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Hollow Knight (PC) Review
~By Manhalt (August 2022)
Trailer: Hollow Knight
Hollow Knight is a metroidvania at its core and while it doesn’t do anything new per se for the genre, it perfects a lot of already established gameplay mechanics. I’m personally a little late to this game, but I’ve recently played Metroid Dread, Ori, and the Will of Wisps, and I still think there is reason to play Hollow Knight. I don’t want to necessarily compare the three because I loved them all.
The gameplay is the standard metroidvania mechanics. You have some platforming mixed in with combat. Your main weapon is a nail that you can upgrade through various means including spending geo, which is the in game money. To upgrade it further you need ore. The platforming side includes a dash power, wall jump, and being able to “bounce” off of indestructible enemies and objects with a downward swing. The combination of these three play really well in area and make for some sweaty palms sections. An example below:
At first, I found myself struggling with the wall jump mechanic because it felt that the controls were off and it took some time to accumulate. I think this is more of a personal opinion, but I’m not a fan of the character sticking to a wall without user input. In Hollow Knight, Knight sticks to the wall you hit without directional input so when you jump off the wall, you push away, but I would always keep my thumb against the direction of the wall. This would cause Knight to jump a way from the wall and start facing that same wall direction before I changed the direction. This is such a small complaint against a great game, but for some reason this detail bothered me and it “felt” wrong.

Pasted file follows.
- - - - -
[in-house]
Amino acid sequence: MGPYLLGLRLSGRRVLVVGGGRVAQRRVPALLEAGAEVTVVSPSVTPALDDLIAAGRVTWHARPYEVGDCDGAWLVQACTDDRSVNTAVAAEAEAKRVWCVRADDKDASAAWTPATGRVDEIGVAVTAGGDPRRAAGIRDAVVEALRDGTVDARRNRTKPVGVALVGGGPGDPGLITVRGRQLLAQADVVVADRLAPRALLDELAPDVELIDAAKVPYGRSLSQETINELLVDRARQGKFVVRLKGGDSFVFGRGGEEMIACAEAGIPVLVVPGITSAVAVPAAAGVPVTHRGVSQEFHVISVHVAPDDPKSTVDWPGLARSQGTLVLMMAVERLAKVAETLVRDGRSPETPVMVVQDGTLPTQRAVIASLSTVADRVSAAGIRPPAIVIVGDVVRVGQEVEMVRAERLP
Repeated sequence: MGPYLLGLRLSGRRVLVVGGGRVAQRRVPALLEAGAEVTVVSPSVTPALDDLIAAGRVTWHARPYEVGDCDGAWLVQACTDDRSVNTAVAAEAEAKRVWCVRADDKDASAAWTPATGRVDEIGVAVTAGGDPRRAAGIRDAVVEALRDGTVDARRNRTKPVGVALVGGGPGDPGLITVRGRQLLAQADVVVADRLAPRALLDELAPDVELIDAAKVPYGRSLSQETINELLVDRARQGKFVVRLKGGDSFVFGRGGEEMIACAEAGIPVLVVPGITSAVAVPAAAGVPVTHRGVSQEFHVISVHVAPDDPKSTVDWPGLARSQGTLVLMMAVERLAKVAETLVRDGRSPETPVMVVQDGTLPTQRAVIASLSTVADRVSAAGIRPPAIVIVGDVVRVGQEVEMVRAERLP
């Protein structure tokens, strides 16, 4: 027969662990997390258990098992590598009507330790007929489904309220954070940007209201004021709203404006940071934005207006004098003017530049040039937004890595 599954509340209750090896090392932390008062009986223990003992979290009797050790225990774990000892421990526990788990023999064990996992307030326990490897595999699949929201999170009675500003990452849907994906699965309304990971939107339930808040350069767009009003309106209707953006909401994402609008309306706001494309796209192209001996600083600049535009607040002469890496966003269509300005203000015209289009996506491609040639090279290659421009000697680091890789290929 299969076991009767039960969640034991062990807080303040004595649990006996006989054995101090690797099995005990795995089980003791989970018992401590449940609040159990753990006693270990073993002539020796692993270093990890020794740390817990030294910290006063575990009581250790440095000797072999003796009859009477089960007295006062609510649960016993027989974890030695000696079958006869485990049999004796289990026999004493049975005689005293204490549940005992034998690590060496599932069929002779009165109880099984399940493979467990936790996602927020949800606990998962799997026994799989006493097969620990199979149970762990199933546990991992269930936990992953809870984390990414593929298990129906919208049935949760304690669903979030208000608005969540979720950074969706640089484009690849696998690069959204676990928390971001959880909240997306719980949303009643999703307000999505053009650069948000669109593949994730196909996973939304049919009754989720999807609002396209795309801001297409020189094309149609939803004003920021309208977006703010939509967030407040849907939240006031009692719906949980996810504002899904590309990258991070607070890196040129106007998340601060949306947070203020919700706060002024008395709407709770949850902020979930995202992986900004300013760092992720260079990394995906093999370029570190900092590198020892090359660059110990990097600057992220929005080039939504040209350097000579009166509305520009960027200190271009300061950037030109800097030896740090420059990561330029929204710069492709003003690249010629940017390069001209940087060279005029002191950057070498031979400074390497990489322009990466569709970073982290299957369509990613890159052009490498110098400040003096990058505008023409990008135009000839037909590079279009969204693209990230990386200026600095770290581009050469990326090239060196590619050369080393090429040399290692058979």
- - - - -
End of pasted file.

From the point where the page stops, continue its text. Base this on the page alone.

Knight also has some attack spells for range combat besides the melee attack. It allows some moves to be charged for a soul blast. You fill your souls by killing enemies and your magic consumes souls that allow for ranged attacks or for you to gain health. I’m a fan of this mechanic because it allows you to manage your own play style and to decide in close moments if you want to try to heal real quick or go for the killing blow. You will be in this spot multiple times through your play and I feel like it is perfectly balanced.
The Knight also gains charms throughout the game and depending on which charms you equip, you get different bonuses. It allows you to customize and focus on different strategies for bosses. I personally found myself favoring the nail charms for example, longer range to attack and more damage, but there are enough charms to have several different play styles. You gain notches as you play which will allow you to equip more charms.
Gameplay Grade: A+
The gameplay really shines throughout this game non stop. It is obvious that a lot of thought went into how to play this game and all the styles of play available to the player. The gameplay really excels and masters a lot of what metroidvania’s did in the past. I would say that it doesn’t innovate the genre though. It doesn’t add something to the genre that hasn’t been done before. I don’t mind though, because it masters everything else.